In June, the students no longer invoked anonymous agents, but put forward chains of hypotheses to explain phenomena, such as why children were getting sick (page 88):

Like, you could test what the kids ate and, like, test the water, too; it could be the water that isn’t good, that has microbes, that might have microscopic animals in it to make them sick.

The June interviews also showed that students had begun to develop a sense of the function and form of experimentation. They no longer depended on personal experience as evidence, but proposed experiments to test specific hypotheses. In response to a question about sick fish, Laure clearly understands how to find a scientific answer (page 91):

I’d put a fish in fresh water and one fish in a water full of garbage. I’d give the fresh water fish food to eat and the other one in the nasty water, I’d give it food to eat to see if the fresh water, if the one in the fresh water would die with the food I gave it, if the one in the dirty water would die with the food I gave it…. I would give them the same food to see if the things they eat in the water and the things I give them now, which will make them healthy and which wouldn’t make them healthy.


Teaching and learning in science have been influenced very directly by research studies on expertise (see Chapter 2). The examples discussed in this chapter focus on two areas of science teaching: physics and junior high school biology. Several of the teaching strategies illustrated ways to help students think about the general principles or “big” ideas in physics before jumping to formulas and equations. Others illustrate ways to help students engage in deliberate practice (see Chapter 3) and to monitor their progress.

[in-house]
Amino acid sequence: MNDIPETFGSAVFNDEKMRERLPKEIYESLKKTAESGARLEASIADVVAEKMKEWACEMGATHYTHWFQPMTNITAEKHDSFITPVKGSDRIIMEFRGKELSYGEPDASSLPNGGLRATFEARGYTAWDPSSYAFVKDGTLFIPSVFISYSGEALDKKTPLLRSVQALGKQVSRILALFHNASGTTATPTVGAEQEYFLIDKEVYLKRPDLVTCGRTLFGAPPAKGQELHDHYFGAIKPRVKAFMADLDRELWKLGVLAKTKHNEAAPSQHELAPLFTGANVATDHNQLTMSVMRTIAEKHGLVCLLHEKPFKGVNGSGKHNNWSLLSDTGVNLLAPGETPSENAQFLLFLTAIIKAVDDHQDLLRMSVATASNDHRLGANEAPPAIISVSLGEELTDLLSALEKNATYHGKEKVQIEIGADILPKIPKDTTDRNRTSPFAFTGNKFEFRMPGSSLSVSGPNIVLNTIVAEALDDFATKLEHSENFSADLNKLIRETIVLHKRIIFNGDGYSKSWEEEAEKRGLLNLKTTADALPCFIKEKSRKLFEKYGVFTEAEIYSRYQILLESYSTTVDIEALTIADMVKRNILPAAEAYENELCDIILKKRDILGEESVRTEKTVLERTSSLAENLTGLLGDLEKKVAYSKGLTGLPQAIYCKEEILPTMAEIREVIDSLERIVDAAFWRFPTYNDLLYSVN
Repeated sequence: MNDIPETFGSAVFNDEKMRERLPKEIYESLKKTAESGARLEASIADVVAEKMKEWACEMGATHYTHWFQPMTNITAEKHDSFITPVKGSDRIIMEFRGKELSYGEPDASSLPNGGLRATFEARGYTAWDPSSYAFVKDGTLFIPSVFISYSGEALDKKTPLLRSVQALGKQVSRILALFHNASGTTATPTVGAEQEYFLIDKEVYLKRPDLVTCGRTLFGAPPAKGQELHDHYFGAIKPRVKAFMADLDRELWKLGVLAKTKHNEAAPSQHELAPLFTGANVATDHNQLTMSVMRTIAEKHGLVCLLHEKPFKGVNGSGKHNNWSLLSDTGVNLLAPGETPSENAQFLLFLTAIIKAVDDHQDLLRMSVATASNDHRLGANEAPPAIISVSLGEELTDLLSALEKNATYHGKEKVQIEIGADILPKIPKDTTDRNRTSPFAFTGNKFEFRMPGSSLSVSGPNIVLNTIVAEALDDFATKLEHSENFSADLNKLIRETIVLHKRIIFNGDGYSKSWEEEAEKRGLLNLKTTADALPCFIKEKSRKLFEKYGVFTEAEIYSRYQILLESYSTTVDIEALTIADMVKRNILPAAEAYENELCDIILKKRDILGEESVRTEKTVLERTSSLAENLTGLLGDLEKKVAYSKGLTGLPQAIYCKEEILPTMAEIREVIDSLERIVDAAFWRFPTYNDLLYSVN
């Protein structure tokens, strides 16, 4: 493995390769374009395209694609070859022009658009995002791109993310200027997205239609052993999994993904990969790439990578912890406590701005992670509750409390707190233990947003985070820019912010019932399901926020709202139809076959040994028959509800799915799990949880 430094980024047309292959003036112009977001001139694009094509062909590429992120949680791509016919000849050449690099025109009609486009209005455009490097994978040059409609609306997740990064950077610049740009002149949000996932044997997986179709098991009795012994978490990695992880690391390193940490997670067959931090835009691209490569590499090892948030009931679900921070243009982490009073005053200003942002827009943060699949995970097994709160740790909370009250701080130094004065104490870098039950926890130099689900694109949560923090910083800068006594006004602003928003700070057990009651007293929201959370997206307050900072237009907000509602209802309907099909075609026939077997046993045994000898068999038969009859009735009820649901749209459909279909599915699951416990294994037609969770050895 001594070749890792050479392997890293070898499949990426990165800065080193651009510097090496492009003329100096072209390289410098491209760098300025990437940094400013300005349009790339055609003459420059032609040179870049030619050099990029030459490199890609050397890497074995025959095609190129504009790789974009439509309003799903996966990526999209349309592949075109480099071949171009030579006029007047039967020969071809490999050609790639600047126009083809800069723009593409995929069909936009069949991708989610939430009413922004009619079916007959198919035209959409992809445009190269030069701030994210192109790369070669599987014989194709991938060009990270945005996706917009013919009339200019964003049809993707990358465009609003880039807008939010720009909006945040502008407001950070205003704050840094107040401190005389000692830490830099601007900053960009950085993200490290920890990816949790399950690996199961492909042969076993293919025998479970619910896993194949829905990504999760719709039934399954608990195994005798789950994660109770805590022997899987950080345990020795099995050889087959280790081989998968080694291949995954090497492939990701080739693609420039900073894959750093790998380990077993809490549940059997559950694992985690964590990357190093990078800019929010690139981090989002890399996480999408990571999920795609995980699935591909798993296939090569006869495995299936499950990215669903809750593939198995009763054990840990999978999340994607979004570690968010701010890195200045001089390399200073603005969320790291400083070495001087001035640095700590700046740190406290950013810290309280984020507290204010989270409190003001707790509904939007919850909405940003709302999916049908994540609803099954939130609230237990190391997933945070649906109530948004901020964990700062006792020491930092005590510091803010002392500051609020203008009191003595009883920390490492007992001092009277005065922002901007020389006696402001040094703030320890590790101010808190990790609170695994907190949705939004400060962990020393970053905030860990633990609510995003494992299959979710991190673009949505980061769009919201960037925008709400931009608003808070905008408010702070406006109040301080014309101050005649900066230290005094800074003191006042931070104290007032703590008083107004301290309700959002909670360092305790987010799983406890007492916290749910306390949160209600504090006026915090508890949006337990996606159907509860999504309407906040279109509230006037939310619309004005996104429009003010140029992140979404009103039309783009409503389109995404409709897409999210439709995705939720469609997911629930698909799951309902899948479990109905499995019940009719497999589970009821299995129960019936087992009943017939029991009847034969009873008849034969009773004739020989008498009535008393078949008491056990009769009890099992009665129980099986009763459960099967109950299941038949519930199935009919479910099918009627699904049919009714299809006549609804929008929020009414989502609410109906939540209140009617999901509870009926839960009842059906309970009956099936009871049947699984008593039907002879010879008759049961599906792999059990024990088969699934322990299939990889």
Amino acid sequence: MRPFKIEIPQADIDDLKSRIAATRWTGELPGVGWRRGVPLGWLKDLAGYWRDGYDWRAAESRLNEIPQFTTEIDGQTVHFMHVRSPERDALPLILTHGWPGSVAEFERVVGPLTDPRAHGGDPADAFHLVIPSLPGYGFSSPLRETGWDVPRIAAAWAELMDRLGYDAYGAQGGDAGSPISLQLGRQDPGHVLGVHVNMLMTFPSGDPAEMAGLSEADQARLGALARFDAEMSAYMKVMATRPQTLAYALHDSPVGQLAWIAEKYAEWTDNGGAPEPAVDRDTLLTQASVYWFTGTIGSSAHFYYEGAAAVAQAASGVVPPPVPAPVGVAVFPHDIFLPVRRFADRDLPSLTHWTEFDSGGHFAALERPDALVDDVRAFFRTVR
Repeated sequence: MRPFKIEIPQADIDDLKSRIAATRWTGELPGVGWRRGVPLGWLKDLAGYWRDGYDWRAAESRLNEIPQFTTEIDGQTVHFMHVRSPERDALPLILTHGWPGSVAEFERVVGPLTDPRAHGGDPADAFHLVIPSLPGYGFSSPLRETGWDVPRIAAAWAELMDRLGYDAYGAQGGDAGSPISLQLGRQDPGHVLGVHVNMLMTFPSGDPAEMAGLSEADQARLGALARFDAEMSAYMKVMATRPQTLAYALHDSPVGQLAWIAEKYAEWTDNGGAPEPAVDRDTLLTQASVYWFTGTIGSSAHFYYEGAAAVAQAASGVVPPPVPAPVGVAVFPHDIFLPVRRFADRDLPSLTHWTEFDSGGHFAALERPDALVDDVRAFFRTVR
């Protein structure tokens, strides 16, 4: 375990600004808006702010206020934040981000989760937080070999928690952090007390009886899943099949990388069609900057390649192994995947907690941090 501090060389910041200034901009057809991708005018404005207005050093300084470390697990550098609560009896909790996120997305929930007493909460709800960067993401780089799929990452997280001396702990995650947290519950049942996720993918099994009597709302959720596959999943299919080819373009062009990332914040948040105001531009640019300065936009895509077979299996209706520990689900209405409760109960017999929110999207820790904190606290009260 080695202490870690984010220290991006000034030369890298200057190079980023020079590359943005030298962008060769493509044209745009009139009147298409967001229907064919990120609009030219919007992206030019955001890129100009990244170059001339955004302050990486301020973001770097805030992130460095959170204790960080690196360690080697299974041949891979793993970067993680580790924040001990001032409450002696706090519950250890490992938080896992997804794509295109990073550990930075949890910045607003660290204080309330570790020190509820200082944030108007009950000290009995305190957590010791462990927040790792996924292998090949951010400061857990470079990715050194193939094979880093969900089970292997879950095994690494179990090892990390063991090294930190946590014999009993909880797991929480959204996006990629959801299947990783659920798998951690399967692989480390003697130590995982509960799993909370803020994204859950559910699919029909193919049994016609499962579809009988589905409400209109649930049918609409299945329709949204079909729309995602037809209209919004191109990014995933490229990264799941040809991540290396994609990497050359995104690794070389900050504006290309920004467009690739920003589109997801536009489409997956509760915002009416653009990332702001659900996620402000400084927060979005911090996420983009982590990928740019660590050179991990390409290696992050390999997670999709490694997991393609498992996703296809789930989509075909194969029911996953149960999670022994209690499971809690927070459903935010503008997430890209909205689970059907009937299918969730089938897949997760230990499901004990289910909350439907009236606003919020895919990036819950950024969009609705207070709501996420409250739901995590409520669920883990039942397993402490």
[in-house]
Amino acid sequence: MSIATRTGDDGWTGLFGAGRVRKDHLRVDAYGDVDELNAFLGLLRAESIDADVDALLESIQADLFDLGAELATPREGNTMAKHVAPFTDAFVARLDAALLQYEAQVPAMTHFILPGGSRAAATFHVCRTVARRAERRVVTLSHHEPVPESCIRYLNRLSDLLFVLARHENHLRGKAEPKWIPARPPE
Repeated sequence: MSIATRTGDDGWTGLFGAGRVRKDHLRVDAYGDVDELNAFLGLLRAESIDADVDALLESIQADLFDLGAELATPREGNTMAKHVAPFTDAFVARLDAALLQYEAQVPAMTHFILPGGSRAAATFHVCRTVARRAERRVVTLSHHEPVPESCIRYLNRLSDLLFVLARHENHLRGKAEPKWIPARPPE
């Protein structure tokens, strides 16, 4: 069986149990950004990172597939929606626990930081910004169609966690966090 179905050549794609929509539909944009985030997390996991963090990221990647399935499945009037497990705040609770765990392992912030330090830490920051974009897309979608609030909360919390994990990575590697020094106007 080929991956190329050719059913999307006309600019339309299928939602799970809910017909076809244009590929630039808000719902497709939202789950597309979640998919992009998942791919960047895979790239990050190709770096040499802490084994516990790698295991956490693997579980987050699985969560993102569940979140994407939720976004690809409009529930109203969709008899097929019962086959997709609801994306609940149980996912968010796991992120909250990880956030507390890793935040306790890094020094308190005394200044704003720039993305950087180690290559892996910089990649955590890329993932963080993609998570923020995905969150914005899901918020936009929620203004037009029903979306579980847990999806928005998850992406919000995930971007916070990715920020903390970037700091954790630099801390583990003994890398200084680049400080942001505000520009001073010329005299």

Learning the strategies for scientific thinking have another objective: to develop thinking acumen needed to promote conceptual change. Often, the barrier to achieving insights to new solutions is rooted in a fundamental misconception about the subject matter. One strategy for helping students in physics begins with an “anchoring intuition” about a phenomenon and then gradually bridging it to related phenomena that are less intuitive to the student but involve the same physics principles. Another strategy involves the use of interactive lecture demonstrations to encourage students to make predictions, consider feedback, and then reconceptualize phenomena.

The example of Chèche Konnen demonstrates the power of a sense-making approach to science learning that builds on the knowledge that students bring with them to school from their home cultures, including their familiar discourse practices. Students learned to think, talk, and act scientifically, and their first and second languages mediated their learning in power-

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